You are here

Port Washington Visitors Center (Edward Dodge House, Pebble House)

-A A +A
1848. 126 E. Grand Ave.

In the late 1840s and 1850s, craftsmen from upstate New York brought with them the tradition of veneering rubble walls with carefully chosen multicolored stones. Here, egg-sized pebbles from Lake Michigan’s beaches are laid in a pattern of two courses of black basalt stones, followed by a single course of pink-gray granites, then a course of flints and quartzites in buff, pink, white, and other colors, all aligned horizontally and vertically and set in inverted V-shaped mortar joints so that they protrude from the wall. The effect is polychromatic and highly tactile. This house and others like it combine these whimsical, multicolored exterior decorations with the otherwise staid Greek Revival style. The broad cornice returns along the front-facing gable and quoins of bluish-gray limestone tie the corners together and frame the off-center entrance. Flat arches of wedge-shaped limestone blocks, with prominent keystones at the center, crown the door and windows.

The Dodge House, originally located on Wisconsin Street, has been moved twice, most recently in the mid-1980s. At the time of the first move in the early 1930s, the owner added a limestone porch and a bay window.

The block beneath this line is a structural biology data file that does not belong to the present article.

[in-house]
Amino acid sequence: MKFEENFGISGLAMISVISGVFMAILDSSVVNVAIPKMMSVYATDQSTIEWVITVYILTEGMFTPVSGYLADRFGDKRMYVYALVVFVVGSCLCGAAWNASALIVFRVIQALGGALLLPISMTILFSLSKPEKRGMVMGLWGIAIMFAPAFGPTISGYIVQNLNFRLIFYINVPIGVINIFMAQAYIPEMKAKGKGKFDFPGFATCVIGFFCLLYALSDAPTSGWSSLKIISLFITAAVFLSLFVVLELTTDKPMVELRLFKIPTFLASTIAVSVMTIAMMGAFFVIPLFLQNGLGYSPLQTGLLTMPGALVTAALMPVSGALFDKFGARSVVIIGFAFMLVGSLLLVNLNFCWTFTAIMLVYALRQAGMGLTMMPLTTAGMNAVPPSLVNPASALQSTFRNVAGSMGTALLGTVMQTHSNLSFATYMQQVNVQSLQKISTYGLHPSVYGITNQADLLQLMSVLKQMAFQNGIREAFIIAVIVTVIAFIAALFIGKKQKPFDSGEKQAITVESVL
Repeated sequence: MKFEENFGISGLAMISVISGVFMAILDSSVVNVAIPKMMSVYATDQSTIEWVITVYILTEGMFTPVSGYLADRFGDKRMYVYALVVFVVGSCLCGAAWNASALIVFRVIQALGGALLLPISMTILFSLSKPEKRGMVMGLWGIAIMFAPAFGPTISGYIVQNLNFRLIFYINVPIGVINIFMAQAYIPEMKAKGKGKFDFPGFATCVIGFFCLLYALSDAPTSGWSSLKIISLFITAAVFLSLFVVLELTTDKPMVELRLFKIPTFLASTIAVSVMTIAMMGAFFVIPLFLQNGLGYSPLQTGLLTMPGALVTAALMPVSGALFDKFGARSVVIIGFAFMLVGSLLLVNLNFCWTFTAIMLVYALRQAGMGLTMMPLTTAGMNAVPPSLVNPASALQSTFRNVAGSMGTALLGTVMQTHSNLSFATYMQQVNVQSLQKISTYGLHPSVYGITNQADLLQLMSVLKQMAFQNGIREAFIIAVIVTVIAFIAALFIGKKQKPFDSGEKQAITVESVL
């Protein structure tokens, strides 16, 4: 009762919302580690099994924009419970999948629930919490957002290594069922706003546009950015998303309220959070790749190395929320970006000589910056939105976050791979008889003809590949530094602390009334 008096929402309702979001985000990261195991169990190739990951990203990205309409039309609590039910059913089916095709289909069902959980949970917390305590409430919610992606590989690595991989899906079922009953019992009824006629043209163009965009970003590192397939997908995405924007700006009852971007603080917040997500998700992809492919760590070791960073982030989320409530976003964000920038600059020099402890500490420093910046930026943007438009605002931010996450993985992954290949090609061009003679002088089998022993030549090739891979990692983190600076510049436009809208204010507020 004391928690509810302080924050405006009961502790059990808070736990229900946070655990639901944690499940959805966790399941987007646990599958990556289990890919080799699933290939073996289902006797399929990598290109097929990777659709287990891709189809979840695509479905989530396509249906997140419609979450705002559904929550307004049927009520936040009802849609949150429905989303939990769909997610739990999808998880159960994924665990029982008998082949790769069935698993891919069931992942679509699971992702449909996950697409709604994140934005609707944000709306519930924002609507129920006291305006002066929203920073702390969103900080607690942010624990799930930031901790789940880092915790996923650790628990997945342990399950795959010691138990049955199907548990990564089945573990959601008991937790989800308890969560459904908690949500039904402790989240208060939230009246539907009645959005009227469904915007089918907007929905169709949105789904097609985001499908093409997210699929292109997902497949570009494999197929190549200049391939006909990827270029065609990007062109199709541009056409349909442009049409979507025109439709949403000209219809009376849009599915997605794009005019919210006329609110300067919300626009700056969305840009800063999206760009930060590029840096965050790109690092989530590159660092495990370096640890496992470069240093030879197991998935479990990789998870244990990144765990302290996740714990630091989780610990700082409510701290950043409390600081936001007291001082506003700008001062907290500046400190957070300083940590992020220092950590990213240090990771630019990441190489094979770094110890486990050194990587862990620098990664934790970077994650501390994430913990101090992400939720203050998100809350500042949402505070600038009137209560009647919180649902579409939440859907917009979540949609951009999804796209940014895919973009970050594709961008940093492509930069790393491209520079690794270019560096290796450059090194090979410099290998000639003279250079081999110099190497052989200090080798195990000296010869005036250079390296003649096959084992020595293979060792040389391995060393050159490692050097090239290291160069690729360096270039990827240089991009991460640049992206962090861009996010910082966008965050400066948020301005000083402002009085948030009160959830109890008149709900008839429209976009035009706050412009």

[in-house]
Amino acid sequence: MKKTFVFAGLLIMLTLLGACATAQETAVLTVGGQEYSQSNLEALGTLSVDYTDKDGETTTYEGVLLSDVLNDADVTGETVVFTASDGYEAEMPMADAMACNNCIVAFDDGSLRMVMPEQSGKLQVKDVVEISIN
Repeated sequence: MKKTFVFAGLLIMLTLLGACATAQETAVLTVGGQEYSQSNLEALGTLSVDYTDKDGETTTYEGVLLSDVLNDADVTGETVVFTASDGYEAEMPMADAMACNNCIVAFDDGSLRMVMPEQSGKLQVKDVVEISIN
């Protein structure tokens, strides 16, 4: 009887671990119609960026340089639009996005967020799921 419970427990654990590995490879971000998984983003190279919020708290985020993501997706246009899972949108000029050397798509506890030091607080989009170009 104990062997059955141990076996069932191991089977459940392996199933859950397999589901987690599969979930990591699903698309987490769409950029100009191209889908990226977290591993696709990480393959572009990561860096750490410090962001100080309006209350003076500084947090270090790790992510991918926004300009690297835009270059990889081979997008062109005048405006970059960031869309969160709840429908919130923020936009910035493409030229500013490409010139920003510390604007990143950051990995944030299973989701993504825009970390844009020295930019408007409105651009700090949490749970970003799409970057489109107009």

Writing Credits

Author: 
Marsha Weisiger et al.
×

Data

What's Nearby

Citation

Marsha Weisiger et al., "Port Washington Visitors Center (Edward Dodge House, Pebble House)", [Port Washington, Wisconsin], SAH Archipedia, eds. Gabrielle Esperdy and Karen Kingsley, Charlottesville: UVaP, 2012—, http://sah-archipedia.org/buildings/WI-01-OZ10.

Print Source

Buildings of Wisconsin

Buildings of Wisconsin, Marsha Weisiger and contributors. Charlottesville: University of Virginia Press, 2017, 262-262.

If SAH Archipedia has been useful to you, please consider supporting it.

SAH Archipedia tells the story of the United States through its buildings, landscapes, and cities. This freely available resource empowers the public with authoritative knowledge that deepens their understanding and appreciation of the built environment. But the Society of Architectural Historians, which created SAH Archipedia with University of Virginia Press, needs your support to maintain the high-caliber research, writing, photography, cartography, editing, design, and programming that make SAH Archipedia a trusted online resource available to all who value the history of place, heritage tourism, and learning.

, ,